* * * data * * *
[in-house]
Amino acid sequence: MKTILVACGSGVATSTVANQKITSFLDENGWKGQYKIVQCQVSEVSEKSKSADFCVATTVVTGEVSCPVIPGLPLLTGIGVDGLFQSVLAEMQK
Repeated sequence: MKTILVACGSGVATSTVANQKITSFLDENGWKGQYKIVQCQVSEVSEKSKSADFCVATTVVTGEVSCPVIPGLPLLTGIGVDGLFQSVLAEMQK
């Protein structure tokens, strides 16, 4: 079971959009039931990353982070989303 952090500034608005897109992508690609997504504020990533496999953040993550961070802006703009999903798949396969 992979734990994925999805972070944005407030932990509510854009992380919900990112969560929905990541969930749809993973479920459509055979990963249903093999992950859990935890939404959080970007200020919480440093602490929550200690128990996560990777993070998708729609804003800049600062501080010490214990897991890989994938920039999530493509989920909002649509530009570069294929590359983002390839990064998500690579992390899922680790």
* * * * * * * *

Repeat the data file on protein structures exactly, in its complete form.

[in-house]
Amino acid sequence: MKTILVACGSGVATSTVANQKITSFLDENGWKGQYKIVQCQVSEVSEKSKSADFCVATTVVTGEVSCPVIPGLPLLTGIGVDGLFQSVLAEMQK
Repeated sequence: MKTILVACGSGVATSTVANQKITSFLDENGWKGQYKIVQCQVSEVSEKSKSADFCVATTVVTGEVSCPVIPGLPLLTGIGVDGLFQSVLAEMQK
């Protein structure tokens, strides 16, 4: 079971959009039931990353982070989303 952090500034608005897109992508690609997504504020990533496999953040993550961070802006703009999903798949396969 992979734990994925999805972070944005407030932990509510854009992380919900990112969560929905990541969930749809993973479920459509055979990963249903093999992950859990935890939404959080970007200020919480440093602490929550200690128990996560990777993070998708729609804003800049600062501080010490214990897991890989994938920039999530493509989920909002649509530009570069294929590359983002390839990064998500690579992390899922680790």